ISLAMABAD: Visitors to Pakistan are surprised to discover a strong business culture and good roads as the country is mid-table in the World Bank’s ease-of-doing-business rankings, well above India, reports The Economist newspaper.
“Those in search of a thriving stock market, a stable currency and low inflation would not normally pitch up in Pakistan. It is more readily thought of as a pit of instability than as a source of opportunity. Yet Pakistan is enjoying a rare period of optimism about its economy,” The Economist said in a recent article about Pakistan’s economy.
The newspaper while highlighting Pakistan’s economic performance said that International Monetary Fund (IMF) reckons that the economy will grow by 4.7% next year, the fastest rate in eight years. Consumer prices rose by 2.5% in the year to March, the smallest increase for more than a decade. Twice already this year the central bank has lowered its benchmark interest rate.
Some indicators are pointing to an upturn in spending. Compared with a year earlier, cement sales, which are a guide to how much construction is taking place, rose by 5.5% from July to March. Car sales rose by 22% over the same period, the paper said.
It added that a fall of two-fifths in the oil price is a huge slice of luck for a country such as Pakistan. It relies on imported fuel oil for two-fifths of its power supply and is prone to periodic balance-of-payments crises. The country’s import bill can easily overwhelm the foreign-exchange earnings from textile exports and the remittances that Pakistanis working in the Middle East and Europe send home.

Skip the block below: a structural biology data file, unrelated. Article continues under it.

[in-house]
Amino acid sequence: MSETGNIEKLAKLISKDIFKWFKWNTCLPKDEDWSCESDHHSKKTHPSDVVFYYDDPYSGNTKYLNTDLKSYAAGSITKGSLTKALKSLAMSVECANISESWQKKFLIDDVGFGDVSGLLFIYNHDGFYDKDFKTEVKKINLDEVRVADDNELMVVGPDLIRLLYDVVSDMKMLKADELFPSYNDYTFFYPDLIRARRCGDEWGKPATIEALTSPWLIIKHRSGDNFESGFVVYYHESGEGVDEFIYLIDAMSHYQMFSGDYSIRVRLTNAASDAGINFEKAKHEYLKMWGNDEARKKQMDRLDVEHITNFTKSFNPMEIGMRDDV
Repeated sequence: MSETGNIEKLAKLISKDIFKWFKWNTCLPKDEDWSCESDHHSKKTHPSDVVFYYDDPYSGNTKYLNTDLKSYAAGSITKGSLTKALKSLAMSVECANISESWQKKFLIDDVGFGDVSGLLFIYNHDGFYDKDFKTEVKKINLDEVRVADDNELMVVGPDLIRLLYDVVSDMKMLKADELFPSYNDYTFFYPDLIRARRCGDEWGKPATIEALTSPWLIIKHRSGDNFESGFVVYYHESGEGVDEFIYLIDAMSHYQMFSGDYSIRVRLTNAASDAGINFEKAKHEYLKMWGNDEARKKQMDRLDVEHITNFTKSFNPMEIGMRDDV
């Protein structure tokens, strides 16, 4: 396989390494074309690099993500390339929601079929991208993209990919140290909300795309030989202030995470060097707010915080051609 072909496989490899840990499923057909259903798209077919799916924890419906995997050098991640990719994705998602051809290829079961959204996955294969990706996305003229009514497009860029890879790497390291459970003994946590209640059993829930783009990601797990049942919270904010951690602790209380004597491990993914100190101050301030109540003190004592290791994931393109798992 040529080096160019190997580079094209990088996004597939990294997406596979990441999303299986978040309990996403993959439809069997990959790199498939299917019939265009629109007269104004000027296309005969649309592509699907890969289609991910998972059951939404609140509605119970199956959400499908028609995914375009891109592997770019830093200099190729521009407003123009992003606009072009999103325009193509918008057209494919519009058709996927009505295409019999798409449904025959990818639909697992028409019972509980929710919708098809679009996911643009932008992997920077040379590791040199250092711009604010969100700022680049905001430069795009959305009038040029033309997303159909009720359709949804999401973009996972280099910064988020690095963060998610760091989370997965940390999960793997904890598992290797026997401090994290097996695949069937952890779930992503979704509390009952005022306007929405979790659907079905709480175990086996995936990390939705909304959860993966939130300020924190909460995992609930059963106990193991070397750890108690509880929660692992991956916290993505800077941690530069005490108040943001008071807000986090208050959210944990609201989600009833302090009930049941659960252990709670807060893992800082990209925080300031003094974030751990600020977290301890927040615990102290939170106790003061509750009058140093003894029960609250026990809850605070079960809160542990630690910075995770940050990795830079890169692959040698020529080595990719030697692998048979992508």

In 2013-14 Pakistan’s net import bill for oil came to $12.6 billion, or around 5% of GDP. But if oil prices stay low, Pakistan could save a total of $12 billion in the next three years, the paper said quoting the IMF. The money could be spent on things with more local content and give the economy a lift, it added.
It said that the government of Nawaz Sharif takes some credit for the economy’s new stability. It has stuck to an IMF programme agreed to in 2013, a few months after it came to power in Pakistan’s first-ever handover from one civilian government to another. Foreign-exchange reserves have more than doubled, to $17.7 billion.
Electricity tariffs have been raised, and some unpaid bills collected, easing the cash burden on hard-pressed distribution companies. Tax receipts have risen, albeit from pitiful levels, in response to efforts to broaden the base and cut exemptions, the paper said.
The Economist said that the revenue agency has sent over 150,000 tax notices to non-payers. More retailers are being drawn into the indirect-tax net. A draft budget aims to bring the budget deficit below 4% of GDP in 2015-16, from a peak of over 8%.
A privatisation drive that stalled last June resumed in April, when the government sold its stake in Habib Bank for $1 billion. Three-quarters of bids came from foreign investors. Pakistan’s stockmarket has doubled in dollar terms since the start of 2012, thanks in large part to such foreign interest.
The Economist said that the progress in providing economic stability is encouraging. But Pakistan needs sustained growth of 5-7% a year if it is markedly to cut poverty-at the last count, nearly a quarter of Pakistanis were below the poverty line.
Published in The Express Tribune, May 3rd, 2015.